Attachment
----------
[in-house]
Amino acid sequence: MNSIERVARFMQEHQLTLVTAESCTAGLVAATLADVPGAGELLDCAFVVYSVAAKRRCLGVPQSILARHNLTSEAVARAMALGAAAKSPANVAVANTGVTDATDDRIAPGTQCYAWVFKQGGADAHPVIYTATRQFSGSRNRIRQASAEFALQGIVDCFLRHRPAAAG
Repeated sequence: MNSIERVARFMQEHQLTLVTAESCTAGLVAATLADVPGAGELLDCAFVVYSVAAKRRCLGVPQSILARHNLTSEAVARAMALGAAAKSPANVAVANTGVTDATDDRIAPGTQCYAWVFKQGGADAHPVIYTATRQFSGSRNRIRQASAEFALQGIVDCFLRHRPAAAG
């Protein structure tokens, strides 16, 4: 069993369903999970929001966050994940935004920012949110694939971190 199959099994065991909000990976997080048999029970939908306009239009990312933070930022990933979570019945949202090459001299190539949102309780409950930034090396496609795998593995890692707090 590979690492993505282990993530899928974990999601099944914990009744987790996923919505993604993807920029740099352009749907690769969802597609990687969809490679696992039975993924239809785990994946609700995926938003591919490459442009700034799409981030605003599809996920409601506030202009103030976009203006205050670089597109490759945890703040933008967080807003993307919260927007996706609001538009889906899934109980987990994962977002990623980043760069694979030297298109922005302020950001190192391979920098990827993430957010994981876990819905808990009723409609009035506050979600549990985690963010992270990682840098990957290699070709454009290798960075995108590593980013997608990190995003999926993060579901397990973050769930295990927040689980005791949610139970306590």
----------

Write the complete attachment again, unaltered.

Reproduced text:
[in-house]
Amino acid sequence: MNSIERVARFMQEHQLTLVTAESCTAGLVAATLADVPGAGELLDCAFVVYSVAAKRRCLGVPQSILARHNLTSEAVARAMALGAAAKSPANVAVANTGVTDATDDRIAPGTQCYAWVFKQGGADAHPVIYTATRQFSGSRNRIRQASAEFALQGIVDCFLRHRPAAAG
Repeated sequence: MNSIERVARFMQEHQLTLVTAESCTAGLVAATLADVPGAGELLDCAFVVYSVAAKRRCLGVPQSILARHNLTSEAVARAMALGAAAKSPANVAVANTGVTDATDDRIAPGTQCYAWVFKQGGADAHPVIYTATRQFSGSRNRIRQASAEFALQGIVDCFLRHRPAAAG
């Protein structure tokens, strides 16, 4: 069993369903999970929001966050994940935004920012949110694939971190 199959099994065991909000990976997080048999029970939908306009239009990312933070930022990933979570019945949202090459001299190539949102309780409950930034090396496609795998593995890692707090 590979690492993505282990993530899928974990999601099944914990009744987790996923919505993604993807920029740099352009749907690769969802597609990687969809490679696992039975993924239809785990994946609700995926938003591919490459442009700034799409981030605003599809996920409601506030202009103030976009203006205050670089597109490759945890703040933008967080807003993307919260927007996706609001538009889906899934109980987990994962977002990623980043760069694979030297298109922005302020950001190192391979920098990827993430957010994981876990819905808990009723409609009035506050979600549990985690963010992270990682840098990957290699070709454009290798960075995108590593980013997608990190995003999926993060579901397990973050769930295990927040689980005791949610139970306590």